“When you slip on the banana peel, people laugh at you. But when you tell people you slipped on the banana peel, it’s your laugh. So you become the hero, rather than the victim of the joke.”
This was Nora Ephron’s philosophy, inherited from her own mother. She believed that being a writer meant turning the bad things that happen to you into comedy.
Written and directed by her son, Jacob Epstein, the candid portrait EVERYTHING IS COPY debuts MONDAY, MARCH 21 (9:00-10:30 p.m. ET/PT), exclusively on HBO.
EVERYTHING IS COPY tracks Nora Ephron’s rise from the mailroom of Newsweek to a notable stint reporting for the New York Post, where she caught the eye of influential editors like Harold Hayes, Clay Felker and Helen Gurley Brown. Marked by biting honesty and intelligent humor, her incisive writing soon began appearing regularly in Esquire, New York Magazine, the New York Times and Cosmopolitan, winning devoted fans and foes alike. No one — including her parents, her former bosses, or, most famously, her spouses — was safe in her work.
Born to Hollywood screenwriters, Ephron came of age in the golden years of print journalism, and went on to become one of America’s leading literary voices. “I think more than anybody I’ve ever known, she knew what she wanted and she went and got it…or went and did it, which is more to the point,” said her close friend, the late director Mike Nichols.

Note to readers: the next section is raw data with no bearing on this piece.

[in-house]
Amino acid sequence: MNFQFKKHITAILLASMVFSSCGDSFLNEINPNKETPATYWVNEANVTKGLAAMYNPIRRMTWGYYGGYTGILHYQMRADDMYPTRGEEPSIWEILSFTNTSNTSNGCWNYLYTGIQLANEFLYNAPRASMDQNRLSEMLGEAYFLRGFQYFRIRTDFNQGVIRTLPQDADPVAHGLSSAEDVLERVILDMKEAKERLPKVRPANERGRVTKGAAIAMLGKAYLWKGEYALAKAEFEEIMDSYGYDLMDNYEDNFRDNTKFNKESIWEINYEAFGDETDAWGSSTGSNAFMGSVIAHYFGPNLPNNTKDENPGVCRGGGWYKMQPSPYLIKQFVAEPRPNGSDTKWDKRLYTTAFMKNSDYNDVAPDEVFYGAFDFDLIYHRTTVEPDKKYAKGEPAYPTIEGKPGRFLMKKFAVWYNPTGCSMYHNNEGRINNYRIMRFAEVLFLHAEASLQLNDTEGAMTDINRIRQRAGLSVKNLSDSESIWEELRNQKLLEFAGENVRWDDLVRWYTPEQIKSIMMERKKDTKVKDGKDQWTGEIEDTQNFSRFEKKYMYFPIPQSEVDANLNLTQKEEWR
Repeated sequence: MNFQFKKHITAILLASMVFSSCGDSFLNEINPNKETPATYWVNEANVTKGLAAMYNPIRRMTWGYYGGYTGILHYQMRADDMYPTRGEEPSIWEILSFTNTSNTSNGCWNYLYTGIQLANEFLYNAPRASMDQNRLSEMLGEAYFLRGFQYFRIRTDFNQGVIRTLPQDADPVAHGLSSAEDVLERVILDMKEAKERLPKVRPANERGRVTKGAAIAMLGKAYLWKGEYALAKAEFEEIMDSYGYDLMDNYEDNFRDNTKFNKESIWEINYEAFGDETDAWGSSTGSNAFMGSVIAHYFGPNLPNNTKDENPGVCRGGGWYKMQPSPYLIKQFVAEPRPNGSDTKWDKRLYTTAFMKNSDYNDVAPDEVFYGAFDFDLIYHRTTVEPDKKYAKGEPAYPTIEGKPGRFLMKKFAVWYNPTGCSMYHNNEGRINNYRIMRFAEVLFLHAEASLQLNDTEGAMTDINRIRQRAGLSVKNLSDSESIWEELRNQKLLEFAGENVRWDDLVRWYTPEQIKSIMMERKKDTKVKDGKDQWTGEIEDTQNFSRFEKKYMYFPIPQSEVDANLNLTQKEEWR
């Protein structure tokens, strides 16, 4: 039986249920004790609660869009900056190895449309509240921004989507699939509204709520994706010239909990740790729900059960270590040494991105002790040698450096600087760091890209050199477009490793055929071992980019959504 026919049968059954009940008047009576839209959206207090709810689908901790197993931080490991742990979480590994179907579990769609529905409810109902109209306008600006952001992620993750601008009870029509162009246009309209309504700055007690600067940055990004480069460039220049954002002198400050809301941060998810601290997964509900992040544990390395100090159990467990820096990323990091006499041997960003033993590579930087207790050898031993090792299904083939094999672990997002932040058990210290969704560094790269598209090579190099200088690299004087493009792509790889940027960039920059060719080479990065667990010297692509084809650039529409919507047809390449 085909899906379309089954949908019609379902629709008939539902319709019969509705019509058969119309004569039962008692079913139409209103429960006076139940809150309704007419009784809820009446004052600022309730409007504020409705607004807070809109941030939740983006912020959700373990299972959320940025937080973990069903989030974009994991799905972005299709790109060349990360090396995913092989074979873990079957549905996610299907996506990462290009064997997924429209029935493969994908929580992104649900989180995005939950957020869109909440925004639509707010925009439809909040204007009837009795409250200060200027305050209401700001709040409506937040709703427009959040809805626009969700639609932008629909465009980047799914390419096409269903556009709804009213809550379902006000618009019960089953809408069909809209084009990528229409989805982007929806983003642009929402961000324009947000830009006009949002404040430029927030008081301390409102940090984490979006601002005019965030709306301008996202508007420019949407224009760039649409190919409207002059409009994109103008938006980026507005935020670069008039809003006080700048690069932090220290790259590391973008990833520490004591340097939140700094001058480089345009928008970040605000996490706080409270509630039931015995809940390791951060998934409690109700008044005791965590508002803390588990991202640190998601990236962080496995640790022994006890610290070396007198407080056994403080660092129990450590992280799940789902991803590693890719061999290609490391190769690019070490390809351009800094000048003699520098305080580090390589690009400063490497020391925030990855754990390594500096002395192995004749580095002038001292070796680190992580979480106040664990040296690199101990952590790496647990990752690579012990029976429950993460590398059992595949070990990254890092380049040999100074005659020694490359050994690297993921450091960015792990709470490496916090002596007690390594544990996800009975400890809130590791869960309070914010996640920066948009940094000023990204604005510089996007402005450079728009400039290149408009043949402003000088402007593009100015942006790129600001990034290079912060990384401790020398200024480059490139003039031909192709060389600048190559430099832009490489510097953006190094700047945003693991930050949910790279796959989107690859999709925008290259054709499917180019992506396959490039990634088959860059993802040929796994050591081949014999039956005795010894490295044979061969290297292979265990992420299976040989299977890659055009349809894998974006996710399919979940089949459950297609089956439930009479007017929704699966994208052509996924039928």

EVERYTHING IS COPY features intimate interviews with many of the people closest to her, including her three sisters, Delia, Amy and Hallie Ephron, along with writers such as Gay Talese and Marie Brenner and film industry colleagues, among them Tom Hanks, Rob Reiner, Meg Ryan, Steven Spielberg and Meryl Streep.
Ephron moved into screenwriting, working first for TV and then for feature films, where she became one of the industry’s most successful writer-directors. Her first Academy Award® nomination in the original screenplay category came for 1983’s “Silkwood,” followed by a second for 1989’s “When Harry Met Sally,” which remains a comedy benchmark. Ephron adapted the screenplay for 1986’s “Heartburn” from her own novel, based on the high-profile breakup of her marriage to celebrated journalist Carl Bernstein.
Other HBO playdates: March 21 (2:15 a.m.), 24 (5:30 p.m., 11:00 p.m.), 27 (3:00 p.m.), 28 (1:00 p.m.) and 31 (10:00 a.m.)
HBO2 playdates: March 23 (10:40 a.m., 8:00 p.m.) and 26 (10:15 a.m.), and April 6 (12:30 a.m.)
The documentary will also be available on HBO NOW, HBO GO and HBO On Demand.